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Lesson: NHCOPS and the Ladder of Life

Periodic table of life
Jim Bruner | Mezzacello When you reframe the periodic table around life, a spiders web appears. Sitting in the middle is Charlotte, the Hydrogen atom.

This lesson: NHCOPS and the ladder of life is a study on how in biology there are six elements that really matter in life. They have a special place in biochemistry during birth, life, and death. We are taught strict periodicity in chemistry, but truly in reality, Hydrogen and Helium are right next to each other.

The point of this lesson is two-fold: We want students to see that the periodic table tells a deeper story about life, we want students to see that the periodic table touches all branches of science. Chemistry, biology, physics, astrophysics, geometry, algebra, zoology, botany, economics, and of course, art and literature as well.

Introduce the students to the E.B. White Book, “Charlotte’s Web”. ask the students if they have seen any spiders around the camp (they have) ask them what it would be like if a spider explained chemistry like Charlotte explained and modeled confidence to wilbur. Would students be willing to listen to Charlotte? Would they believe her?

Materials

  • Paper (larger paper is better)
  • A poster for Mendelev’s Periodic Table
  • Construction Paper
  • Scissors
  • Glue
  • Markers, pens, and crayons
  • Tape
  • An example of an atom’s structure, preferably Carbon
  • Tape for hanging art
  • Computer or tablet with Wifi for conducting research
  • Alternate: Use magnets and steel balls to build atoms and their valence sheilds

Instructions

  1. Ask students to pick one of the periodic elements that are in green
  2. Allow them time on the computer, tablet or phone to research their atomic element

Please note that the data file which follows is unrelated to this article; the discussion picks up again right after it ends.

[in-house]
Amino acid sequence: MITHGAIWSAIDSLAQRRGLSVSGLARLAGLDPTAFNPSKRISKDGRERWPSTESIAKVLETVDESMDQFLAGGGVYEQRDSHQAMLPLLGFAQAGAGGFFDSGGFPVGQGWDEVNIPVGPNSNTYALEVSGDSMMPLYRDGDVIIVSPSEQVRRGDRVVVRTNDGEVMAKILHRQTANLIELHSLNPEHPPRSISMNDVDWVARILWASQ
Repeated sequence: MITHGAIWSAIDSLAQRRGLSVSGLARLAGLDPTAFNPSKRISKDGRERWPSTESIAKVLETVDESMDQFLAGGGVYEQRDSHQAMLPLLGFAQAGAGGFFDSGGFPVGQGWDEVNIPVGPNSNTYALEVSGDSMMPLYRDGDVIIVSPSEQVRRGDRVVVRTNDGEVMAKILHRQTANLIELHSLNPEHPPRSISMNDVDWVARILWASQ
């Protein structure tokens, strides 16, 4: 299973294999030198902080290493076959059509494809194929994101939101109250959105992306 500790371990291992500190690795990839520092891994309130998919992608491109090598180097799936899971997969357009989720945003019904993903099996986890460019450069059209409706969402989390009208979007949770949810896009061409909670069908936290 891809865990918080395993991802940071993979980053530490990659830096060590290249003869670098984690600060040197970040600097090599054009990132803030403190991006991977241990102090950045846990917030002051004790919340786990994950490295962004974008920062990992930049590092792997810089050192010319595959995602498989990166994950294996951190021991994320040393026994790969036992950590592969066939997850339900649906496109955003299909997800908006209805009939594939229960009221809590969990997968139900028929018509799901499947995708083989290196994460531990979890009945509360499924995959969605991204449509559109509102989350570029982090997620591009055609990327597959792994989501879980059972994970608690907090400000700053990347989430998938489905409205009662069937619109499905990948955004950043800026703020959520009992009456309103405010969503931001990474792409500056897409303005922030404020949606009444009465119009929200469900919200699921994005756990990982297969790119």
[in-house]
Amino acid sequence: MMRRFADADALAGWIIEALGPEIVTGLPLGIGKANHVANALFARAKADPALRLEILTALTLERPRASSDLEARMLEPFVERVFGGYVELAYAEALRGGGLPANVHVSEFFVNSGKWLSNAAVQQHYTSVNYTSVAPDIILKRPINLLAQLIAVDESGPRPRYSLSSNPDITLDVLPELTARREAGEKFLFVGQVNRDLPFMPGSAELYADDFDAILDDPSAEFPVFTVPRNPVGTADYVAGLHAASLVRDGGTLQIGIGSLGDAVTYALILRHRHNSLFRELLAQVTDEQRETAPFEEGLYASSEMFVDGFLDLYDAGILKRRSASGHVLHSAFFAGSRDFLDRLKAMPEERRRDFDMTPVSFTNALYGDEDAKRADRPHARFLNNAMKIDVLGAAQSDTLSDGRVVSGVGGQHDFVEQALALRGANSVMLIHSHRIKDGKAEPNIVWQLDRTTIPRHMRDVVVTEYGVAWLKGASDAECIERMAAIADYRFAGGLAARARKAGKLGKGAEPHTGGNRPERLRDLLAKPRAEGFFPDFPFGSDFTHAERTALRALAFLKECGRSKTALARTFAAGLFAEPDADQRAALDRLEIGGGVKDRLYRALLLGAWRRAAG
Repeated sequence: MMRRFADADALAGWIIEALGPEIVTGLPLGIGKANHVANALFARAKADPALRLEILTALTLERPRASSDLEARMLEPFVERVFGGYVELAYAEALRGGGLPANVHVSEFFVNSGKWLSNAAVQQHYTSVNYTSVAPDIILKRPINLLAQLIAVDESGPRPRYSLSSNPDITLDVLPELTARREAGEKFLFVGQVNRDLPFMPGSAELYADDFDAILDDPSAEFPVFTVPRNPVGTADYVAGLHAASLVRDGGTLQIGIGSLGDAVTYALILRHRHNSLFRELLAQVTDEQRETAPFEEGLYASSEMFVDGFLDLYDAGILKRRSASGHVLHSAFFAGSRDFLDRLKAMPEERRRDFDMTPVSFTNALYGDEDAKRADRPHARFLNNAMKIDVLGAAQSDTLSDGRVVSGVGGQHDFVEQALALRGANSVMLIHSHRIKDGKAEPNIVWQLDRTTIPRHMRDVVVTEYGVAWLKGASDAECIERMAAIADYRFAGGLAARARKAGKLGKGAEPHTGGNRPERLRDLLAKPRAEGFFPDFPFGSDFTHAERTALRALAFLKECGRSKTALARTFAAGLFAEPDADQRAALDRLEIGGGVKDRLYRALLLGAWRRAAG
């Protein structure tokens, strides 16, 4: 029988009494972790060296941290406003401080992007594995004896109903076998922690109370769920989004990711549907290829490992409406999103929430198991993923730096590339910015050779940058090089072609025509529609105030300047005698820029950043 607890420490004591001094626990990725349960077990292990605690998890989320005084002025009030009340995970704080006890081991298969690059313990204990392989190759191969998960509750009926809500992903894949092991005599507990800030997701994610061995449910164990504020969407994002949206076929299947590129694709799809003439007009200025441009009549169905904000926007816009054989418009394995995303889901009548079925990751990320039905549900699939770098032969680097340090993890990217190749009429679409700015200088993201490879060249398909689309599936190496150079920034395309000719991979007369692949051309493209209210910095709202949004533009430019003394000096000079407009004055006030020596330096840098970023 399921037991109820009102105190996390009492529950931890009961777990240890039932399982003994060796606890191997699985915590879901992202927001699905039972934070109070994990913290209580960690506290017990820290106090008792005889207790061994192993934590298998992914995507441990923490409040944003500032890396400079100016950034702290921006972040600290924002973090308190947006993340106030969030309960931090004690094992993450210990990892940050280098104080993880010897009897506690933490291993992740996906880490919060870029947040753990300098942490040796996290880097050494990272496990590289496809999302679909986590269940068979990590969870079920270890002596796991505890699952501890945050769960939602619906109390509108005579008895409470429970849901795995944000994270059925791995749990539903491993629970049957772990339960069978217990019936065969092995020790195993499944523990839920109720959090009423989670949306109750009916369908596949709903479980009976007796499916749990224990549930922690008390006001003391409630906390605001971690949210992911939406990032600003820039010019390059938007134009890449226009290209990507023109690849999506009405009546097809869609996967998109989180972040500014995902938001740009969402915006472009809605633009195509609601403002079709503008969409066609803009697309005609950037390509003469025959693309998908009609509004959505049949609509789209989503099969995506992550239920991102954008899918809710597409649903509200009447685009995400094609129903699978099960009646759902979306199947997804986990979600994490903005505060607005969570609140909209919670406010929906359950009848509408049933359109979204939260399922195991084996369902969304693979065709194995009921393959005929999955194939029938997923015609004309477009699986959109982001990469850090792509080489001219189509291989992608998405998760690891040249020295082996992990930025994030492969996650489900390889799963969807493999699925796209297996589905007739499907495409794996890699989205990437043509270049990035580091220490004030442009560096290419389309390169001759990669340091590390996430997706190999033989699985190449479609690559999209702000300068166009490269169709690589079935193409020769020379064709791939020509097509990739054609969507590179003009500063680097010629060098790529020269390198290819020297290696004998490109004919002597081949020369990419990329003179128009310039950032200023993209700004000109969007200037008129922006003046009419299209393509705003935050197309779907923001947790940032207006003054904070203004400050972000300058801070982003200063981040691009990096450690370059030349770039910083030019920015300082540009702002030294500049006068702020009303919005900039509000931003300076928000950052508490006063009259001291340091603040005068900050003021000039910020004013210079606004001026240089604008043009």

3. Once they have drawn their atom and it’s correct proton, neutrons, nucleus, and electron valence shield have them wait
  4. Ask three probing questions about each atom:
    1. Is this atom stable?
    2. Does this atom WANT to bond well?
    3. Why do you think either way?
  5. Allow students to guess here. They will have instincts and ideas
  6. We do not want to crush curiosity, but enable educated guessing

If you really want to blow their minds, prepare ahead of time a diagram of Gold (AU 72) and Mercury (Hg 80) How on earth can they be so similar and different at the same time. Ask students why Carbon is such an excellent choice for life. Let them make inferences from the diagrams and what they now now about ionic and covalent bonds.

Instructional Integration

This model of the periodic table of elements allows students to make natural connections between energy, materials, life sciences, and physics and chemistry. There are also mathematical, trigonometric and calculus vector and differential equations that are organically tied to this model.

Additionally, this model allows students to explore the inter-relationships between organisms, ecologies, and complex systems in a consistent and relatable way. The web of life is a dynamic representation of the natural law of the path of least resistance. It is easier to move around a web than it is to move in a static regimented model based solely on polarity, phase transition, and energy levels.

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